Monday, 12 September 2011

Theo Walcott’s performance against Swansea epitomised his inconsistent form this season

Inside The Formation is a new feature on for the 2011/12 season. We'll be asking a writer to look at an individual player's performance and analyse their input into the game. Joss Bennett looks at Theo Walcott's role against Swansea.

Theodore James Walcott is a conundrum many Arsenal fans have found difficult to understand so far this season – signed as a hot prospect at just 16 from Southampton, he was very much a striker as he used his blistering pace to get in behind lower league defences and score goals.

Conversely to Thierry Henry, however, Arsene Wenger decided to convert Walcott into a winger, where his role has since developed into more of a secondary striker, or ‘wide forward’ – making diagonal runs from a wide-right position in behind Robin van Persie who acts as a “False 9” and drops back to link up play and encourage runs in behind him from the wide forwards.

But for one reason or another, Walcott has never quite found his feet on a consistent basis. Despite a difficult start to the season with a call up to the England world cup squad pointing the media spotlight firmly on the 16 year old, he got off to a good start with Arsenal, grabbing seven assists (something he’s only matched once since) in the 2006/07 season in just 13 starts. He continued his fine form into the next season, getting six goals and five assists from 17 starts.

Then the injuries began, and Walcott made only 16 premier league starts in the following season and got only five goals for the Gunners. The 2009/10 season was another campaign of ups and downs – his cameo off the bench against Barcelona helped Arsenal come back from 2-0 down at the Emirates, but he got just three goals and two assists in the league.

Finally, last season appeared to be a breakthrough for Walcott with 26 appearances in all competitions and 13 goals and 11 assists*. But once again, Walcott has faltered and his 2011/12 season so far has been one of disappointment and, once again, inconsistency. He has two goals from as many games in the Champions League but has frustrated supporters in the league.

And Walcott’s last premier league performance for Arsenal epitomised his inconsistency - no offence to Swansea, but it really isn’t the sort of team Walcott should be struggling against.

Walcott was bright in the first half – he was unlucky to see good movement and a neat finish lead to nothing as Steven Caulker cleared his effort of the line and a nice bit of skill on the edge of the box ultimately led to Arshavin’s winning goal, though I’m not sure Walcott can claim an assist for it, it would be harsh to completely rule out his part in the goal.

But in the second half, Walcott made just seven successful passes (less than half of what he managed in the first half)** and became more direct – attempting (and unsurprisingly failing to find his target with) two crosses from outside the box compared to just one, from inside the box, in the first half.

The chalkboard below shows his first and second half passes – displaying on the one hand, some neat build up play and passes to more creative players in the centre, and on the other; short, simple passes backwards or sideways and his two crosses.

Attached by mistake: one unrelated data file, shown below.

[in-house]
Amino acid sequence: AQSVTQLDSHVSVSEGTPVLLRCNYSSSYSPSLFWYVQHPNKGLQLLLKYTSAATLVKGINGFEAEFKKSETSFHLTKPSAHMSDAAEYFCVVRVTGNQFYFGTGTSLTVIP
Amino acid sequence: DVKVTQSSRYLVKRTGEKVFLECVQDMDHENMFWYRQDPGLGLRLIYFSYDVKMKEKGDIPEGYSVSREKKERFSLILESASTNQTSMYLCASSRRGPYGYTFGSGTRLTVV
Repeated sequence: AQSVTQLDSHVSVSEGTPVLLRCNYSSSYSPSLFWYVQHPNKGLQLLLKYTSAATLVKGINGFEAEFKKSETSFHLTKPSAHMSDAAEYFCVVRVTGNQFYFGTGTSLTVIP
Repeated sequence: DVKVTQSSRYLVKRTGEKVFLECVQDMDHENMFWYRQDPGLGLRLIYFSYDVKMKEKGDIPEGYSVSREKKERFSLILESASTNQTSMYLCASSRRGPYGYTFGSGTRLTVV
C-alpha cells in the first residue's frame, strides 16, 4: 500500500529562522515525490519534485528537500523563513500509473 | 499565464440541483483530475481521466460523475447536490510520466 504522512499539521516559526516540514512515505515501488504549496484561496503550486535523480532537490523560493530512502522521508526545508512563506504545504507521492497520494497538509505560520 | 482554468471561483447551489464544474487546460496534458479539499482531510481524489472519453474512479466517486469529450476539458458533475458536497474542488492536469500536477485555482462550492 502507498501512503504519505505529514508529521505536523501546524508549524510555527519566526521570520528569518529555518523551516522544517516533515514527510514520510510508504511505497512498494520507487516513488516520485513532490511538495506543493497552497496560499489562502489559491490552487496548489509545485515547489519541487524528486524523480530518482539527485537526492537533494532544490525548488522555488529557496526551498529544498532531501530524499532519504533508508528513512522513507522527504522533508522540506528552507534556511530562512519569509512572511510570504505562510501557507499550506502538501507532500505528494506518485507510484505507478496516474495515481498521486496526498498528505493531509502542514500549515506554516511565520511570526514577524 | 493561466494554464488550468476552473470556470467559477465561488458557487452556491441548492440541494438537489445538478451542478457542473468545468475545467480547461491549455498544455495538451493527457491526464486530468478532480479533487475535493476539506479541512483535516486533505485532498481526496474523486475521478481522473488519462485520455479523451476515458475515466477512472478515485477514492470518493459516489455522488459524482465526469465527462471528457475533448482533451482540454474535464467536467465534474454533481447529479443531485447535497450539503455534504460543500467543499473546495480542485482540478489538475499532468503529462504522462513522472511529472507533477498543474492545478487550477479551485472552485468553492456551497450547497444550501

by Guardian Chalkboards

One area in which Walcott did impress, however, was his tracking back. Although he made no tackles in the defensive third of the pitch, he did win three (out of five contested) tackles in his own half and won five (out of ten contested) overall.

That was more than double his opposite number fo Swansea, Nathan Dyer and also Scott Sinclair on Swansea’s left wing**. Swansea managed just four crosses from the left against Arsenal – all of which were unsuccessful – and Walcott has to take some credit for this, while Andrei Arshavin, despite an impressive offensive performance, once again frustrated by not tracking back and Swansea managed 12 crosses from their right side, with three finding their target.**

Below is a chalkboard showing all of Walcott’s contested tackles against Swansea:
by Guardian Chalkboards

To me, it seems that summer signing Gervinho is the perfect wing partner for Walcott – the Ivorian is comfortable on either flank and encourages regular swapping (see Walcott’s goal in the second leg of the Champions League play-off against Udinese), while Arshavin likes to have a fully free role and drifts everywhere bar the right flank, somewhat pinning Walcott to the right touchline.

Regardless of who he’s playing with, Theo Walcott must work hard to improve aspects of his game that he’s struggled with for most of his Arsenal career, namely crossing and decision-making in order to eventually improve on his consistency and hold down a regular starting spot for Arsenal and England.

At the moment, it seems unlikely Wenger will favour him over Van Persie up front, so Walcott must settle on the flank and really give the manager something to think about.

*Goals/Assists statistics from ESPN ** Statistics from Guardian Chalkboards

Joss Bennett is co-editor and head writer of Arsenal blog Arsenal Report - a site for all Gooners interested in tactics, stats and the inner workings of the club. You can follow him on twitter and his read is work at Arsenal Report.

Follow Ashburton Grove on Twitter, chatting Arsenal throughout the day. To receive the blog everyday you can subscribe via e-mail or take the RSS feed to your favourite reader.

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